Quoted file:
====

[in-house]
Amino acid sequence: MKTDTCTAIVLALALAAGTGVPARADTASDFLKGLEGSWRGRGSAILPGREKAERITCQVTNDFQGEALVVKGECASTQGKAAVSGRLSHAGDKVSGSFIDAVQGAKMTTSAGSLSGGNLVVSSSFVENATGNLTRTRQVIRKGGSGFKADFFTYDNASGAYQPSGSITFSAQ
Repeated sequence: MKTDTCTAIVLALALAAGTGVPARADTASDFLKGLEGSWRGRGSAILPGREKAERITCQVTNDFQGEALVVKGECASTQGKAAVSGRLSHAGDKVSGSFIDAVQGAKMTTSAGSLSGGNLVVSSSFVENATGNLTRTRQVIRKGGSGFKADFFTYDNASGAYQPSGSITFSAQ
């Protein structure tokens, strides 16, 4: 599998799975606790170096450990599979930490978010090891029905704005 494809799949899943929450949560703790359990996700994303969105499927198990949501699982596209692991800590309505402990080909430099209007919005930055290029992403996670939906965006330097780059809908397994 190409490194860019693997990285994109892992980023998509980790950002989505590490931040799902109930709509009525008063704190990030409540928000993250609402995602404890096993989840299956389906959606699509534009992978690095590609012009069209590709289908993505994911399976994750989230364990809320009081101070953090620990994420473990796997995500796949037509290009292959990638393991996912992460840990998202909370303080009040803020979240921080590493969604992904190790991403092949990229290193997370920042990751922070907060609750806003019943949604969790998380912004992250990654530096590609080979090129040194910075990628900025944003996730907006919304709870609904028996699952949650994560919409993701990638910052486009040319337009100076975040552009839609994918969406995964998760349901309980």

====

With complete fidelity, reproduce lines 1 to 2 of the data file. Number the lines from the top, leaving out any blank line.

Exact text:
[in-house]
Amino acid sequence: MKTDTCTAIVLALALAAGTGVPARADTASDFLKGLEGSWRGRGSAILPGREKAERITCQVTNDFQGEALVVKGECASTQGKAAVSGRLSHAGDKVSGSFIDAVQGAKMTTSAGSLSGGNLVVSSSFVENATGNLTRTRQVIRKGGSGFKADFFTYDNASGAYQPSGSITFSAQ